Data specialists at Imperial College Health Partners will receive funding of up to £400,000 over two years to join a national network of experts who are working to address some of the biggest challenges facing health and care services today, both nationally and in north west London.
The Networked Data Lab, created by the independent charity the Health Foundation, is the first network of its kind, bringing together analytical teams from across the country to develop a deeper understanding of the factors affecting people’s health in the UK.
While there is already a wealth of data which could be used to paint a clearer picture of the country’s health needs – including from GPs and specialist services to hospital care and local authorities – the Health Foundation explains that this information is often very fragmented and does not capture all of the health and care services that patients are likely to receive.
The Networked Data Lab aims to address this challenge by using linked captured at a local level across health and social care and using this to create unique insights that will help national and local decision makers to better understand the needs of their community, improve existing services and design innovative new approaches to delivering care.
Areas where the Networked Data Lab could produce important insights include identifying and mitigating the impact of COVID-19 on vulnerable groups who are shielding. For social care services, improved data could help identify older people who could benefit from early intervention to reduce the number of emergency admissions to hospital. And better data could identify gaps in care for those with severe mental illness, helping services prioritise care for those in greatest need and reducing the number of patients that reach crisis point.
Sarah Deeny, Assistant Director of Data Analytics for Better Health, at the Health Foundation, explains:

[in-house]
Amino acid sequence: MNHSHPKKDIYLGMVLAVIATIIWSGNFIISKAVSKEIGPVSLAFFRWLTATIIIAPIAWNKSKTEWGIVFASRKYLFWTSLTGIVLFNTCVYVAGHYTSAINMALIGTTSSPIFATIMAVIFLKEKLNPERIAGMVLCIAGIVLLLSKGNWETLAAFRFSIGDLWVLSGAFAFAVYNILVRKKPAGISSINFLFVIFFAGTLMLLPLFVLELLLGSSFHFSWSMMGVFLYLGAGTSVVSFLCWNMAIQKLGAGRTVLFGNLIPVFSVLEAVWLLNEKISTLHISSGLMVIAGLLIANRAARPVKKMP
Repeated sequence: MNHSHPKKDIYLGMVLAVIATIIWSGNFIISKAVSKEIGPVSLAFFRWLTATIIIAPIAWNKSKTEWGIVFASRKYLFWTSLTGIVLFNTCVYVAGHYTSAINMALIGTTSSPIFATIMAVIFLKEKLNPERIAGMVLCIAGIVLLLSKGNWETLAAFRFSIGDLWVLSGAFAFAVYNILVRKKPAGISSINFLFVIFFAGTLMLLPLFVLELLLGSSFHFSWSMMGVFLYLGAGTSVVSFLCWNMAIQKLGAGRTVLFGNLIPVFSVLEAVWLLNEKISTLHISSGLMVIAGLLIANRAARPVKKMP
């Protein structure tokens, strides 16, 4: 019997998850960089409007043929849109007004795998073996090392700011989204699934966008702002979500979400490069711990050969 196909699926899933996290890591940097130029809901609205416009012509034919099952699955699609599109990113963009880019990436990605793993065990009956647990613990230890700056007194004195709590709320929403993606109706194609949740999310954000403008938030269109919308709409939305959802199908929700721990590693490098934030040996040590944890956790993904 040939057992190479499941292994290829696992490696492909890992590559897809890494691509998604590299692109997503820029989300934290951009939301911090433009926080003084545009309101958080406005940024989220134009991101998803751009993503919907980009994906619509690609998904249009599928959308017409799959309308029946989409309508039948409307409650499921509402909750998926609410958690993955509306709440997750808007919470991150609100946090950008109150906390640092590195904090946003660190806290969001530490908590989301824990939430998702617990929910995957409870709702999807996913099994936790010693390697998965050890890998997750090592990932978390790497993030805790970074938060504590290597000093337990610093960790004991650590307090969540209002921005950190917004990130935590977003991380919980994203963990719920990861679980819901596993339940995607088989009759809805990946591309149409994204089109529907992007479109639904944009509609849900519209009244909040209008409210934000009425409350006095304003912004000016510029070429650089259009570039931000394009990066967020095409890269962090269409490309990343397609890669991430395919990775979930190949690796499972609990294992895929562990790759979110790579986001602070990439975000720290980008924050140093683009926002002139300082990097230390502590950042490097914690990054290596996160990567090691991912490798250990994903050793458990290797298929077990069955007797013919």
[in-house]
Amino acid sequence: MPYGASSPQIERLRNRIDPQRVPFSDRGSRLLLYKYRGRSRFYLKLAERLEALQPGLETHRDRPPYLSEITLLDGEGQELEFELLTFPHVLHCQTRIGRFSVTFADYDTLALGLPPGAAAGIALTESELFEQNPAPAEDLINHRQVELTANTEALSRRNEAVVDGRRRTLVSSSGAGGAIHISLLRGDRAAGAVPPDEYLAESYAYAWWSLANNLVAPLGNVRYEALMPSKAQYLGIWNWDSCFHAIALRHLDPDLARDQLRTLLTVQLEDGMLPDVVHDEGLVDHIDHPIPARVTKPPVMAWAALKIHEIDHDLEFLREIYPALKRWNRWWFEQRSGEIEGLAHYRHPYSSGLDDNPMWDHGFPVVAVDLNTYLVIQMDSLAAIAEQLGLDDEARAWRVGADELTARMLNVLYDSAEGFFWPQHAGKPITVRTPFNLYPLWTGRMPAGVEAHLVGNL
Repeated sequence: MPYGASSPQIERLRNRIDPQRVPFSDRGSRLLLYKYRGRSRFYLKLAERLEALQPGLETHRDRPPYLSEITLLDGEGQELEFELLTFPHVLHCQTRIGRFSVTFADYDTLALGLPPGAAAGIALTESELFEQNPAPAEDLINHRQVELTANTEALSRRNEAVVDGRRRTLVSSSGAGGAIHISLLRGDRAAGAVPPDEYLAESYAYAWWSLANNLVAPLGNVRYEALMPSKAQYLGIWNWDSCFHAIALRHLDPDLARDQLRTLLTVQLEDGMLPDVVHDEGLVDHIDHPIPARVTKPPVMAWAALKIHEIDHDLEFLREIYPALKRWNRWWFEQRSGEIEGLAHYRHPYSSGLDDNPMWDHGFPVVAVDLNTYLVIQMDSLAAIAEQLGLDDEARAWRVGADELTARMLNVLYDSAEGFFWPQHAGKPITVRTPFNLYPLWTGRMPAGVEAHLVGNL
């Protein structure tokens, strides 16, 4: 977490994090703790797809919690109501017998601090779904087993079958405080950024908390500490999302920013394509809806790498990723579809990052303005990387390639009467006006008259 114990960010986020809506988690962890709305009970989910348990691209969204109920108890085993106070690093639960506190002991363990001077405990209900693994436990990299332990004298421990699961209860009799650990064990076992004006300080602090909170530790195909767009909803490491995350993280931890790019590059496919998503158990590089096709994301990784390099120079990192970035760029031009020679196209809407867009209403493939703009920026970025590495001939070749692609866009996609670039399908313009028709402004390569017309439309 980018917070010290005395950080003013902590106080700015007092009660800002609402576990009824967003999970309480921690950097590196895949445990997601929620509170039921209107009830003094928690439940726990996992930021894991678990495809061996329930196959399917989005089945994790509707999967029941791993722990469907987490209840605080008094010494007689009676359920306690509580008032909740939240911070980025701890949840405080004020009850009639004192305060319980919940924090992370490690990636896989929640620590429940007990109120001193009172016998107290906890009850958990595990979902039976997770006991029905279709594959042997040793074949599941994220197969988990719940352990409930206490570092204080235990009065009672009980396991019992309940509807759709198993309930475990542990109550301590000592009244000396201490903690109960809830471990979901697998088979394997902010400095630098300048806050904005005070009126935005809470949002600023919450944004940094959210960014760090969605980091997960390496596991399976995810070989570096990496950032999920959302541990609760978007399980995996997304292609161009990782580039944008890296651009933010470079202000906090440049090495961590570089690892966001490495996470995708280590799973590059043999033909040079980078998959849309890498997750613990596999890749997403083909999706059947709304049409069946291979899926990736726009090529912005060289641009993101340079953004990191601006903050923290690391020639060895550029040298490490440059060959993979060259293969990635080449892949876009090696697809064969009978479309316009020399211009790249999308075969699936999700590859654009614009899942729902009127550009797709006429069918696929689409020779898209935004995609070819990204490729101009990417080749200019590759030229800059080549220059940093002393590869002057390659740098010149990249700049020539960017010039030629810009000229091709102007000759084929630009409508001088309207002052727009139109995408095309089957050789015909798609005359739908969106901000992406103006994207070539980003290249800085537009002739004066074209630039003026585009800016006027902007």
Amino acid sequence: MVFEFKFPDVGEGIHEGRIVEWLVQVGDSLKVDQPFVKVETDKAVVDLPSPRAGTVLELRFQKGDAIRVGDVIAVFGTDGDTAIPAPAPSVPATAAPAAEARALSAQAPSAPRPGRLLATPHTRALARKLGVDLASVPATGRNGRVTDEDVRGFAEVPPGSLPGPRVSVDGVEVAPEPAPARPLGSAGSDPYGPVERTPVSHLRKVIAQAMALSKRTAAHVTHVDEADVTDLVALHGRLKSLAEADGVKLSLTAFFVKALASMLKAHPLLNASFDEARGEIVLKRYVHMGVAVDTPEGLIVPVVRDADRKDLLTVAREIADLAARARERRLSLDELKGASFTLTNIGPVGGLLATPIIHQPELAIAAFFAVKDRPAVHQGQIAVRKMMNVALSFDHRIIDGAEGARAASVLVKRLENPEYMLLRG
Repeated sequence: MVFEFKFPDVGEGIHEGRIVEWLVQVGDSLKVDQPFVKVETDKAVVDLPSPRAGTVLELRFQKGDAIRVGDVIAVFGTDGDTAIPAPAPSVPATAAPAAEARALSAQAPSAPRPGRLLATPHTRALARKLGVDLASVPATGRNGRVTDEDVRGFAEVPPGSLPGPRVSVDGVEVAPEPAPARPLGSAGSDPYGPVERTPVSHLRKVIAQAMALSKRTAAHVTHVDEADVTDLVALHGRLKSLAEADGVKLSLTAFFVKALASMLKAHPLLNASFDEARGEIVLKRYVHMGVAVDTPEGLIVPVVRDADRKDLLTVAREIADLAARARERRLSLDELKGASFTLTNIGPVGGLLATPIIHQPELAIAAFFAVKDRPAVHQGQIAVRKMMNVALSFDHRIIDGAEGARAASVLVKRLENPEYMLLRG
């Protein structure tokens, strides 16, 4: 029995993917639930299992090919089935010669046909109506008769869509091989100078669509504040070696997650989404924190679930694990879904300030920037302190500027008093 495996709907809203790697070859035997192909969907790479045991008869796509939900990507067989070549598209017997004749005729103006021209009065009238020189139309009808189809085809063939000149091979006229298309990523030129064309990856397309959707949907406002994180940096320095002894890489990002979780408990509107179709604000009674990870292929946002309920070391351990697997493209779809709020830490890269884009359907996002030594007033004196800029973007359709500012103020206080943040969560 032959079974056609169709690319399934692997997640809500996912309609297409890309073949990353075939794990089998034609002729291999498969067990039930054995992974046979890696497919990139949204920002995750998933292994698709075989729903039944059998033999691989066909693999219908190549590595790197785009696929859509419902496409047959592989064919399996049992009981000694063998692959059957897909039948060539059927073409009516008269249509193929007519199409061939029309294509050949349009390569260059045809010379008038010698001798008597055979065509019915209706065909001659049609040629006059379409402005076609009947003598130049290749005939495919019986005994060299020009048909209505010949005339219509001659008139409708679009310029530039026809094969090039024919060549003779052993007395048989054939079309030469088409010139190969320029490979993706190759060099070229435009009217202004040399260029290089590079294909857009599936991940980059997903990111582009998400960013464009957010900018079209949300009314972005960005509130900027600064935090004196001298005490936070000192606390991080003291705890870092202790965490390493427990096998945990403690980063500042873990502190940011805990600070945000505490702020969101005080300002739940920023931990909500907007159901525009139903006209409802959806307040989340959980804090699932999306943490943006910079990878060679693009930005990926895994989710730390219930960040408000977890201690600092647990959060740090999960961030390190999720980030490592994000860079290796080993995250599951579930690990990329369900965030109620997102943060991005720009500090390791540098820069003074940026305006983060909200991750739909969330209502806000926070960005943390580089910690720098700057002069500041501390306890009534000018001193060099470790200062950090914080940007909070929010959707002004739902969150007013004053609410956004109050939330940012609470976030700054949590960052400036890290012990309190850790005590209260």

‘What has been clear throughout the COVID-19 crisis, is that data and information are often the key to solving our most pressing health and care issues. They have played a fundamental role in understanding the challenges presented by the virus and in finding innovative ways to work and solve problems. But these complex challenges extend beyond the current crisis – we are going to have to be smarter in future to ensure that health and care services meet the needs of patients.
‘The good news is that people are living longer than ever before but more us have long-term health conditions, and there are growing health inequalities with those in the poorest areas experiencing significantly worse health. We need innovative approaches to delivering care to patients and a better understanding of what is happening on the ground if we are going to meet these challenges.’
Dr. Wayne Smith, Health Economics Lead at Imperial College Health Partners said:
“This collaboration provides an exciting opportunity for analytics teams from across the country to come together and collectively tackle some of the most pressing issues in healthcare. Using the rich data sets and analytical expertise we have available, we will develop insights and share methodologies around specific topics, including the sector wide response to COVID-19, which will allow local and national system leaders to make informed decisions. The past few months have shown, more than ever, how population health management can shape the future of service delivery. We look forward to working with our local partners and the wider analytical community to use the power of analytics to solve some big issues.
Working with a team at the Health Foundation, analysts at Imperial College Health Partners will use the same statistical code, and will collaboratively develop analysis plans to interrogate linked health and care datasets. The Health Foundation team will provide support and leadership on project management, design of analysis, shared statistical programming, and synthesis of findings. The Foundation will also share learnings and the code used to analysis, to achieve impact at national and local level.
Simon Perry, Health Foundation
020 7257 2093
The five partner organisations are:
- The Aberdeen Centre for Health Data Science (ACHDS) which includes NHS Grampian and the University of Aberdeen
- Public Health Wales, NHS Wales Informatics Service (NWIS), Swansea University (SAIL Databank) and Social Care Wales (SCW)
- Imperial College Health Partners (ICHP), Institute of Global Health Innovation (IGHI), Imperial College London (ICL), and North West London CCGs
- Liverpool CCG, Healthy Wirral Partnership and Citizens Advice Bureau
- Leeds CCG and Leeds City Council